Losing Your Mind

January 21, 2009

Lose your symbolic mind in its own representation:

“[” “]“
[
]
[ ]
] [
[ [
] ]
[ [ [
] ] ]
[ ] [
[ [ ]
] ] [
[ [ [ [
] ] ] ]
[ [ [ ]
] ] ] [
[ ] ] ]
] [ [ [
[ ] [ ]
] [ ] [
[ [ [ [ [
] ] ] ] ]
[ [ [ [ ]
] ] ] ] [

… etc.

If you read this as a logical sequence, you will read the point. If you see it as a pile of abstract symbols, you will not see the point. The abstractness of the jagged angles, piled on top of one another, some lines or layers being more powerful than others in the unresolved disparities causes you to lose your interpretive mind in an embrace of the abstract power of the representation of it.  At least, that’s my hope.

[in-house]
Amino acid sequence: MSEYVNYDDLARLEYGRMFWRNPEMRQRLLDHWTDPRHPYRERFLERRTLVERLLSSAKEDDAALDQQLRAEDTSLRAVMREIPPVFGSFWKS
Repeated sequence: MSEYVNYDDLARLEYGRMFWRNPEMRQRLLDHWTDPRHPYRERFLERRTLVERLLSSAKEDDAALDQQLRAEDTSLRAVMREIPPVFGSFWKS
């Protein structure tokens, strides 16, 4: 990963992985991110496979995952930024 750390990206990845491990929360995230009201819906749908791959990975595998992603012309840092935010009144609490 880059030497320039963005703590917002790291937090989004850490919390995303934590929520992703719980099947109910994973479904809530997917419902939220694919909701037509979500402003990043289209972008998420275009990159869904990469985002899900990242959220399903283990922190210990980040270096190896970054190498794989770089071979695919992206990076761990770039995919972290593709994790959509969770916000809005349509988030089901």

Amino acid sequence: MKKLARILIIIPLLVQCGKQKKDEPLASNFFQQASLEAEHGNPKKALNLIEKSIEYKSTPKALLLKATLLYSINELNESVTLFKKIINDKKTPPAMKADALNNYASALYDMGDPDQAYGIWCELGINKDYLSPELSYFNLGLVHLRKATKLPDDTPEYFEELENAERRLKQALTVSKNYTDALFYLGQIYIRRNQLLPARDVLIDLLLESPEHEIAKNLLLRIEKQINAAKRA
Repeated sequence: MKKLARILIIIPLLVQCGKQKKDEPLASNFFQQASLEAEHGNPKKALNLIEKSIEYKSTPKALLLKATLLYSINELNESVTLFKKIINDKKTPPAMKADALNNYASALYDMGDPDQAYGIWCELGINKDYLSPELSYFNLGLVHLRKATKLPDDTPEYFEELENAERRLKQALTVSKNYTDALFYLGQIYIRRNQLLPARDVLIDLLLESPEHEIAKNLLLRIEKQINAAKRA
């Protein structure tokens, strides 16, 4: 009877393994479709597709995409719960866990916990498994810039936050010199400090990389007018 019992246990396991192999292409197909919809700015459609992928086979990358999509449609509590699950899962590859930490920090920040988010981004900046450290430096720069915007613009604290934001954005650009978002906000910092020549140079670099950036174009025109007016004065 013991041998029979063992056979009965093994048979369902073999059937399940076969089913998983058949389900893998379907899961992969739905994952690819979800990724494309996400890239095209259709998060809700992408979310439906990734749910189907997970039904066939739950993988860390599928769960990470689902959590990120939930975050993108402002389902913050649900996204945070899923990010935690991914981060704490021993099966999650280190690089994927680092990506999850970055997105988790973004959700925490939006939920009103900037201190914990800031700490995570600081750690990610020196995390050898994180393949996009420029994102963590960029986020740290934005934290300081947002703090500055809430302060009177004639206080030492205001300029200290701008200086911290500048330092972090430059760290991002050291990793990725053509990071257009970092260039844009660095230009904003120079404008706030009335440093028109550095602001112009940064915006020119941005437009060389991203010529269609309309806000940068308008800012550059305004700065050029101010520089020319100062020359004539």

I’m interested in abstract representations right now. I set up some limits using some figures (“[” “]”), and created a logical sequence that could “reach into infinity” (although I messed a few things up).

I find it interesting because it is an abstract representation of the symbolic (or interpretive) mind, for myself at least. It can be read as a logical sequence with a number of points (like “it could potentially be infinite” etc…) or it can be looked at as a bunch of shapes that don’t trigger the interpretive (symbolic) mind into conjuring up any points… but rather, you (or I do) lose my mind, because in it’s an abstract power play of multi-directional inferences (e.g. “[” might be like an “—->”), that point to nothing other than the abstract mind. It is a way of losing ones mind and entering the body of experience, I guess you could say.

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